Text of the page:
For the first time during a Global Voices Summit we're hosting an academic workshop called “Digital Media and Disruptive Publics” . The purpose is to introduce academics who study citizen media to a very active community of practitioners in hopes of supporting less polarized and simplistic conversations about online citizen media than often surface in mainstream media. The workshop is from 29-39 June and is organized by Zeynep Tufekci .
They've got their own hashtag going on Twitter: #dpub12 
David Faris of the Meta-Activism Project (MAP)  has written a summary of the first day of events for the academic group yesterday called “GV Summit Day 1: War of Positions” . We've republished below. Thanks David!
Update: Here is also a link to David's Summary from Day 2: Questions and Answers .
So I’m here in Nairobi, Kenya for the 2012 Global Voices Citizen Media Summit. The wrinkle this year is that a group of about 30 academics has been invited to hold a partially parallel conference and to talk about things — ontologies, assemblages, performativity — that will either make you want to impale yourself on an elephant tusk or get you running to the computer to download the latest issue of Journal of Theoretical Politics. But it’s actually a big, gift-wrapped piece of dream candy for MAP  – the opportunity for activists and reporters to share information, perspectives and ideas with the academics who study them, and vice versa.
It’s also exciting to be here after just finishing Rebecca MacKinnon’s Consent of the Networked,  and to see so many of the issues related to Internet freedom and justice taken up here at this conference. In one of the Global Voices organizational meetings  that we attended today, there was a serious debate about whether the organization as a whole should start taking positions about particular laws or policies in particular places, in other words signing on to a kind of Internet freedom agenda and then advocating for it. The pushback against this kind of advocacy felt quite overwhelming from the crowd. A few GV translators stood up to say that they don’t necessarily buy into any particular philosophy of censorship or openness. As one speaker said eloquently, “Right now we’ve been witnesses, we’ve tried to advocate for people, get the message out. If we’re talking about leading something, we’re getting into a position that’s going to get us compromised.” Still others noted the difficulty of obtaining consensus in favor of particular policies or positions that might be adopted by the organization. The word “organization” is of particular interest here, since tomorrow the group will take up the question of whether GV is an organization or a network.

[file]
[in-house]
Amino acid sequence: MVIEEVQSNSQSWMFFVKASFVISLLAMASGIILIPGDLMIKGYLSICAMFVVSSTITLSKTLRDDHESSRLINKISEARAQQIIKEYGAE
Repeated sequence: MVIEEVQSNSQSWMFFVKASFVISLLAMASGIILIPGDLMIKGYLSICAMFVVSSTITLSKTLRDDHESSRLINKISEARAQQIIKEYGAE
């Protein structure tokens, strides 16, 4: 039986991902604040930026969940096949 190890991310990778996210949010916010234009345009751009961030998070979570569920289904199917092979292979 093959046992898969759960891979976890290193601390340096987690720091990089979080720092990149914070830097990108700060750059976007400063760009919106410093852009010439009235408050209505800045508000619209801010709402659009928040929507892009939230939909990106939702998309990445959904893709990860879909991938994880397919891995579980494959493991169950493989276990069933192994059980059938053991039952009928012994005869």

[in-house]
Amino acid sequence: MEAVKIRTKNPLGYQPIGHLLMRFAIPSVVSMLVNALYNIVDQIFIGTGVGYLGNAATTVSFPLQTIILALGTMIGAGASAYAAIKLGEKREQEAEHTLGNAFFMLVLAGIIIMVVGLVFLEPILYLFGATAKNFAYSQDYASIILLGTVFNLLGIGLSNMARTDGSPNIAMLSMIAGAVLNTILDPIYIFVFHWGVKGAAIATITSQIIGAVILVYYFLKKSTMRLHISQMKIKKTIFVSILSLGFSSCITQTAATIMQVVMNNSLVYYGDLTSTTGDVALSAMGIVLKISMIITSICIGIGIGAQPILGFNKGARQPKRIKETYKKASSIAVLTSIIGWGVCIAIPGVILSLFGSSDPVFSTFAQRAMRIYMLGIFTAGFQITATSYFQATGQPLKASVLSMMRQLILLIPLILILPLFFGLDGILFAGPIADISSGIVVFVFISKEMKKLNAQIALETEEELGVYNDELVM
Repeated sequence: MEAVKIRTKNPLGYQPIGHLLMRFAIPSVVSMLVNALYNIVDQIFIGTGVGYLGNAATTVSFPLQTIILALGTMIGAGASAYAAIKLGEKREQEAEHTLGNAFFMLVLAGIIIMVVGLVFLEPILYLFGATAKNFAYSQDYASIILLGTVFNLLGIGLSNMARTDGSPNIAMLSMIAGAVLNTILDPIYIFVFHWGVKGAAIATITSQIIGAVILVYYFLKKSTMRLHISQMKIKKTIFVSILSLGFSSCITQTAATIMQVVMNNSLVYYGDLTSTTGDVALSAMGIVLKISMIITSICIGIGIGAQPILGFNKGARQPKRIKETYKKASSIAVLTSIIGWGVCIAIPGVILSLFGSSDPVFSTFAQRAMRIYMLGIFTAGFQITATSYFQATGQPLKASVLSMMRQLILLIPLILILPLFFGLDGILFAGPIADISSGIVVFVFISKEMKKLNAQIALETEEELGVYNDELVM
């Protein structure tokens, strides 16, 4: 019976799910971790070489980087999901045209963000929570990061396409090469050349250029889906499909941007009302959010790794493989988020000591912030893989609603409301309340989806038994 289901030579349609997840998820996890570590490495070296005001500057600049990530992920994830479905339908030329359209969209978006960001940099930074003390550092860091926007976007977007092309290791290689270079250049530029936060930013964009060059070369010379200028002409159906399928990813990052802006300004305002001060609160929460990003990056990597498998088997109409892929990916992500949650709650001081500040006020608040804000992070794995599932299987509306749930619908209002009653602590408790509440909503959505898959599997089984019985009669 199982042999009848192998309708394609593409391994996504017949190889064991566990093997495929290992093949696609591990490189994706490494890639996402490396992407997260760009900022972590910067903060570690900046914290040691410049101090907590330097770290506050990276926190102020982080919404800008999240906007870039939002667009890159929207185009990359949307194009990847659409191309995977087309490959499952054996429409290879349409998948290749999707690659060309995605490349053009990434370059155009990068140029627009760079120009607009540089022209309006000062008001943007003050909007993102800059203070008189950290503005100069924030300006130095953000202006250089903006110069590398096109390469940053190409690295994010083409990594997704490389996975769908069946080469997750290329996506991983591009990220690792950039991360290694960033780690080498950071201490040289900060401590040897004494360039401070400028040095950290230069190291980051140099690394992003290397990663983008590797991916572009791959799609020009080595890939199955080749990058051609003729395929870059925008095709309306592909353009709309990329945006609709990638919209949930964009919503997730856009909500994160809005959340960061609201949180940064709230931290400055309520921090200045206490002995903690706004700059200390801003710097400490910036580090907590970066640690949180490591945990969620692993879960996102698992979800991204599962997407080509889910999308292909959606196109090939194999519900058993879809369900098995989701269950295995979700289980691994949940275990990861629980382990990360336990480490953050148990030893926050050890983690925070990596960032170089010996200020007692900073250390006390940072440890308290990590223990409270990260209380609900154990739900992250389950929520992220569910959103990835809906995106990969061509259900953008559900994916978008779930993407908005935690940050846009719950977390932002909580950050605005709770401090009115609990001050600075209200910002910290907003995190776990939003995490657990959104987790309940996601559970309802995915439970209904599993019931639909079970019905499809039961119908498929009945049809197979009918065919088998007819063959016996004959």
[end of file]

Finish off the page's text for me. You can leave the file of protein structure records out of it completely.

In the separate academic meeting, we mostly raised questions that we hope to answer over the next several days. Some of the questions that I thought were particularly intriguing included those about the relationship between the design choices of particular platforms and the kinds of publics they create. Dave Parry  notes that “design decisions are based in moral philosophy. The group spent some time on this question of how structures impact the way people use technology. Tapan Parikh  asked, “Are there affordances or features that lead to certain social structures as opposed to others? Is it empirically helpful to have the technology make some of these decisions for us?” danah boyd  insists about Facebook that “Zuckerberg is very explicit about that he is designing that network with intended outcomes.” She also claims that struggles over what can be monetized versus what is “right” are central problems in organizations like Facebook and Google.
Other conversations revolved around the perceived role of social media in uprisings and revolution. I remarked that social change is about so much more than “regime change” and yet journalists keep telling us that this is the central struggle for social media. Zeynep Tufekci  argued that arguments against the utility and efficacy of social media have been overdrawn. Or as she puts it, ” anti-determinism has swung too far.” Ramesh Srinivasan  observed “We criticize Gladwell and Morozov, but they get lots of traction because they use those stories to make larger claims. Can we isolate a set of things that really matters in our own research and our own inquiries?”
Long tail argument also got some time, as we asked how democratic these publics are, how open they can be to new actors and new voices. Dean Freelon  observed, “You assume there’s heterogeneity in the people that initiate things in the fringes. There seems to be a lot of homogeneity among the journalists. Are those superstars heterogeneous enough?” In other words, do the networks accommodate new voices, or merely super-impose a new hierarchy over the old one?
I could go on, but jet lag has the best of me here. I’ll put up another post tomorrow, with more updates from GV deliberations, academic nerdery and more.